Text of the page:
Ok, guys, It became obvious that most of us either vote for Pecan or abstain from voting.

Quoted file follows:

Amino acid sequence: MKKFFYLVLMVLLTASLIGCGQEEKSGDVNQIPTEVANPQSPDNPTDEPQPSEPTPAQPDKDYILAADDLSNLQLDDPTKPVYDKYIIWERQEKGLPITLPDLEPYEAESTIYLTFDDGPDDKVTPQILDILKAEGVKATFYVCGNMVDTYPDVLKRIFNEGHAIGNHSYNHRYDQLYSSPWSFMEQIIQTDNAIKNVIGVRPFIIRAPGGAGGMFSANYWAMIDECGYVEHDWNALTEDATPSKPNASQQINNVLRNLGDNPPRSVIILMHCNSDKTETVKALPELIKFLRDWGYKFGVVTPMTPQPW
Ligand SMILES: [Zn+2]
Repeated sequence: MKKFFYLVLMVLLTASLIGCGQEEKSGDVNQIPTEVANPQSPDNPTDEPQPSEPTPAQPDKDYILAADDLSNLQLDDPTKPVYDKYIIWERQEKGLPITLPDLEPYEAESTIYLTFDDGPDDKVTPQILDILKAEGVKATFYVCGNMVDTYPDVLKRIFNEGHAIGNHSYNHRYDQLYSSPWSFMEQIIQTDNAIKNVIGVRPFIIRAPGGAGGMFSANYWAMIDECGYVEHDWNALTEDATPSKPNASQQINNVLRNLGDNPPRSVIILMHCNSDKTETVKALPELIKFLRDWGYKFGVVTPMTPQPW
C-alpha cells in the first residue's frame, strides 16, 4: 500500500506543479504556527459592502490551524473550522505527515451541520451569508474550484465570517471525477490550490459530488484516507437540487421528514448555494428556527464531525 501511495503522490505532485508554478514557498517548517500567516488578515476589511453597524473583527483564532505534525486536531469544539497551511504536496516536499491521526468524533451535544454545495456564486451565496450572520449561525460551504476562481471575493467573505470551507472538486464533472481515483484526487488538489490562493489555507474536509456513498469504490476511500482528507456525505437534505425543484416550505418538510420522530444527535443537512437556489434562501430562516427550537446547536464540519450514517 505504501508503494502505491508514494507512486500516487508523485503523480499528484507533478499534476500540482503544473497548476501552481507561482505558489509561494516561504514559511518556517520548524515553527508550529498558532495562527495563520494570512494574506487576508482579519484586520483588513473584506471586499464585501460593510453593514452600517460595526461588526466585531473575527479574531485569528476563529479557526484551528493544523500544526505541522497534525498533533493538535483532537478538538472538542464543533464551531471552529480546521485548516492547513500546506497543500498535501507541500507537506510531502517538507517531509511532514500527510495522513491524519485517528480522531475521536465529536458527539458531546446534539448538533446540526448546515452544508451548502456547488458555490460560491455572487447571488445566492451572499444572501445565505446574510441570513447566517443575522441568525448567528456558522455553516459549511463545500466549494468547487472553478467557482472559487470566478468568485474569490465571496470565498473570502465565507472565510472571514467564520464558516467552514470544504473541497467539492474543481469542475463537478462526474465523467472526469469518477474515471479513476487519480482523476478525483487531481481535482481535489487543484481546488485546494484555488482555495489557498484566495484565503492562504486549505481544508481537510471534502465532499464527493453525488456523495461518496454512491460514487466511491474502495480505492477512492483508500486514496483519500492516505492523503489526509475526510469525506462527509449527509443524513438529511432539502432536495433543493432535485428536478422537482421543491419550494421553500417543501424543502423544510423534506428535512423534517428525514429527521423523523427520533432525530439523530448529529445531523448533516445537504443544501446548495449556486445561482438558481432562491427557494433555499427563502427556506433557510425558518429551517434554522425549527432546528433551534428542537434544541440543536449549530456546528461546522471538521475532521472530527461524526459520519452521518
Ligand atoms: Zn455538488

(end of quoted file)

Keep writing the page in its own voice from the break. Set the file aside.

So I propose to stop fighting this battle (Flask vs Pecan) and start thinking about moving to Pecan. You know, there are many questions that need to be discussed (such as 'should we change API version' or 'should be it done iteratively or as one patchset'). - Igor On Wed, Dec 3, 2014 at 7:25 PM, Fox, Kevin M <kevin....@pnnl.gov> wrote: > Choosing the right instrument for the job in an open source community > involves choosing technologies that the community is familiar/comfortable > with as well, as it will allow you access to a greater pool of developers. > > With that in mind then, I'd add: > Pro Pecan, blessed by the OpenStack community, con Flask, not. > > Kevin > ________________________________________ > From: Nikolay Markov [nmar...@mirantis.com] > Sent: Wednesday, December 03, 2014 9:00 AM > To: OpenStack Development Mailing List (not for usage questions) > Subject: Re: [openstack-dev] [Fuel][Nailgun] Web framework > > I didn't participate in that discussion, but here are topics on Flask > cons from your link. I added some comments. > > - Cons > - db transactions a little trickier to manage, but possible # > what is trickier? Flask uses pure SQLalchemy or a very thin wrapper > - JSON built-in but not XML # the only one I agree with, but does > Pecan have it? > - some issues, not updated in a while # last commit was 3 days ago > - No Python 3 support # full Python 3 support fro a year or so already > - Not WebOb # can it even be considered as a con? > > I'm not trying to argue with you or community principles, I'm just > trying to choose the right instrument for the job. > > On Wed, Dec 3, 2014 at 7:41 PM, Jay Pipes <jaypi...@gmail.com> wrote: >> On 12/03/2014 10:53 AM, Nikolay Markov wrote: >>>> >>>> However, the OpenStack community is also about a shared set of tools, >>>> development methodologies, and common perspectives. >>> >>> >>> I completely agree with you, Jay, but the same principle may be >>> applied much wider. Why Openstack Community decided to use its own >>> unstable project instead of existing solution, which is widely used in >>> Python community? To avoid being a team player? Or, at least, why it's >>> recommended way even if it doesn't provide the same features other >>> frameworks have for a long time already? I mean, there is no doubt >>> everyone would use stable and technically advanced tool, but imposing >>> everyone to use it by force with a simple hope that it'll become >>> better from this is usually a bad approach. >> >> >> This conversation was had a long time ago, was thoroughly thought-out and >> discussed at prior summits and the ML: >> >> https://etherpad.openstack.org/p/grizzly-common-wsgi-frameworks >> https://etherpad.openstack.org/p/havana-common-wsgi >> >> I think it's unfair to suggest that the OpenStack community decided "to use >> its own unstable project instead of existing solution". >> >> >> Best, >> -jay >> >> _______________________________________________ >> OpenStack-dev mailing list >> OpenStackfirstname.lastname@example.org >> http://lists.openstack.org/cgi-bin/mailman/listinfo/openstack-dev > > > > -- > Best regards, > Nick Markov > > _______________________________________________ > OpenStack-dev mailing list > OpenStackemail@example.com > http://lists.openstack.org/cgi-bin/mailman/listinfo/openstack-dev > > _______________________________________________ > OpenStack-dev mailing list > OpenStackfirstname.lastname@example.org > http://lists.openstack.org/cgi-bin/mailman/listinfo/openstack-dev _______________________________________________ OpenStack-dev mailing list OpenStackemail@example.com http://lists.openstack.org/cgi-bin/mailman/listinfo/openstack-dev